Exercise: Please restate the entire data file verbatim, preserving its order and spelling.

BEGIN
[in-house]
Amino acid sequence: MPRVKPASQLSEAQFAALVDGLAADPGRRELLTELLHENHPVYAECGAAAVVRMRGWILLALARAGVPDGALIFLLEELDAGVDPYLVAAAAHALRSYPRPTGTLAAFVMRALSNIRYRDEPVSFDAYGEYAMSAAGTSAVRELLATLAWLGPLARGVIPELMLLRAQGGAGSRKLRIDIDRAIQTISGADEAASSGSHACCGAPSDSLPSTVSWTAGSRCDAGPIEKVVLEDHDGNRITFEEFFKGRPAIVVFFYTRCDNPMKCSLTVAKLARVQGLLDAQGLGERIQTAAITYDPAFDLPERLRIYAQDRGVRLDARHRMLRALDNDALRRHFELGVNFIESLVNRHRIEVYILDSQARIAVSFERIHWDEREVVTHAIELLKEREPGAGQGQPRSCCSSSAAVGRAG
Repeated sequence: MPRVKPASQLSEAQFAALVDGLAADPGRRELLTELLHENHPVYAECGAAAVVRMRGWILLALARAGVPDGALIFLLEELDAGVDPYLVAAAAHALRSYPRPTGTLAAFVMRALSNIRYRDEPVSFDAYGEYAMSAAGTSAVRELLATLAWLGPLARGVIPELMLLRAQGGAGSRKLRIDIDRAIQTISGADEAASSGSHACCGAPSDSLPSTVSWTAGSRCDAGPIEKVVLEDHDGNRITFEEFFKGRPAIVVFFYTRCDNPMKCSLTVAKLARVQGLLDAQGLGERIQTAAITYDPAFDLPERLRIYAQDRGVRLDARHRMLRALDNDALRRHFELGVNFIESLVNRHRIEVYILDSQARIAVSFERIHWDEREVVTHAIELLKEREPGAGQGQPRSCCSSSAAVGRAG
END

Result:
[in-house]
Amino acid sequence: MPRVKPASQLSEAQFAALVDGLAADPGRRELLTELLHENHPVYAECGAAAVVRMRGWILLALARAGVPDGALIFLLEELDAGVDPYLVAAAAHALRSYPRPTGTLAAFVMRALSNIRYRDEPVSFDAYGEYAMSAAGTSAVRELLATLAWLGPLARGVIPELMLLRAQGGAGSRKLRIDIDRAIQTISGADEAASSGSHACCGAPSDSLPSTVSWTAGSRCDAGPIEKVVLEDHDGNRITFEEFFKGRPAIVVFFYTRCDNPMKCSLTVAKLARVQGLLDAQGLGERIQTAAITYDPAFDLPERLRIYAQDRGVRLDARHRMLRALDNDALRRHFELGVNFIESLVNRHRIEVYILDSQARIAVSFERIHWDEREVVTHAIELLKEREPGAGQGQPRSCCSSSAAVGRAG
Repeated sequence: MPRVKPASQLSEAQFAALVDGLAADPGRRELLTELLHENHPVYAECGAAAVVRMRGWILLALARAGVPDGALIFLLEELDAGVDPYLVAAAAHALRSYPRPTGTLAAFVMRALSNIRYRDEPVSFDAYGEYAMSAAGTSAVRELLATLAWLGPLARGVIPELMLLRAQGGAGSRKLRIDIDRAIQTISGADEAASSGSHACCGAPSDSLPSTVSWTAGSRCDAGPIEKVVLEDHDGNRITFEEFFKGRPAIVVFFYTRCDNPMKCSLTVAKLARVQGLLDAQGLGERIQTAAITYDPAFDLPERLRIYAQDRGVRLDARHRMLRALDNDALRRHFELGVNFIESLVNRHRIEVYILDSQARIAVSFERIHWDEREVVTHAIELLKEREPGAGQGQPRSCCSSSAAVGRAG